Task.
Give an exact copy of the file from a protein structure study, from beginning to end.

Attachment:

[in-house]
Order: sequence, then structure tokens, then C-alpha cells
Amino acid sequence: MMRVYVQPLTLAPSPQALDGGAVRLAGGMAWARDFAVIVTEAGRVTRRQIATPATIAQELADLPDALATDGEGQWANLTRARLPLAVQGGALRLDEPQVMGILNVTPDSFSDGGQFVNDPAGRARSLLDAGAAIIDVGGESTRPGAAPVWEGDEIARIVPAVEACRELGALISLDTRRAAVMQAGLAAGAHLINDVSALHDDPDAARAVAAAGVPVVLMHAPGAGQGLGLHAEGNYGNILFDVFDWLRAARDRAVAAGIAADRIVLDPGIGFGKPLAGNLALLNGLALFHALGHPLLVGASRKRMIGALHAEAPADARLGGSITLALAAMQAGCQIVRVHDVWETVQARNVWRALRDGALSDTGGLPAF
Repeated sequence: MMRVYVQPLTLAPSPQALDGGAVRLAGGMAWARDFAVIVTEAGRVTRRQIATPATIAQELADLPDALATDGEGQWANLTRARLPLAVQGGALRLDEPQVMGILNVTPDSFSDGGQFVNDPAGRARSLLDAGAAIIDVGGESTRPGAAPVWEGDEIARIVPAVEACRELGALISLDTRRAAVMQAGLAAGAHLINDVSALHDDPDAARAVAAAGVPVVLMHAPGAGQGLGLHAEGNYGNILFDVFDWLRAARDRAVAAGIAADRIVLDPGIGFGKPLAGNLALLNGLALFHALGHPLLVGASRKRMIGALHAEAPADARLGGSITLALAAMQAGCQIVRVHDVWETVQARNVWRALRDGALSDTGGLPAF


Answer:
[in-house]
Order: sequence, then structure tokens, then C-alpha cells
Amino acid sequence: MMRVYVQPLTLAPSPQALDGGAVRLAGGMAWARDFAVIVTEAGRVTRRQIATPATIAQELADLPDALATDGEGQWANLTRARLPLAVQGGALRLDEPQVMGILNVTPDSFSDGGQFVNDPAGRARSLLDAGAAIIDVGGESTRPGAAPVWEGDEIARIVPAVEACRELGALISLDTRRAAVMQAGLAAGAHLINDVSALHDDPDAARAVAAAGVPVVLMHAPGAGQGLGLHAEGNYGNILFDVFDWLRAARDRAVAAGIAADRIVLDPGIGFGKPLAGNLALLNGLALFHALGHPLLVGASRKRMIGALHAEAPADARLGGSITLALAAMQAGCQIVRVHDVWETVQARNVWRALRDGALSDTGGLPAF
Repeated sequence: MMRVYVQPLTLAPSPQALDGGAVRLAGGMAWARDFAVIVTEAGRVTRRQIATPATIAQELADLPDALATDGEGQWANLTRARLPLAVQGGALRLDEPQVMGILNVTPDSFSDGGQFVNDPAGRARSLLDAGAAIIDVGGESTRPGAAPVWEGDEIARIVPAVEACRELGALISLDTRRAAVMQAGLAAGAHLINDVSALHDDPDAARAVAAAGVPVVLMHAPGAGQGLGLHAEGNYGNILFDVFDWLRAARDRAVAAGIAADRIVLDPGIGFGKPLAGNLALLNGLALFHALGHPLLVGASRKRMIGALHAEAPADARLGGSITLALAAMQAGCQIVRVHDVWETVQARNVWRALRDGALSDTGGLPAF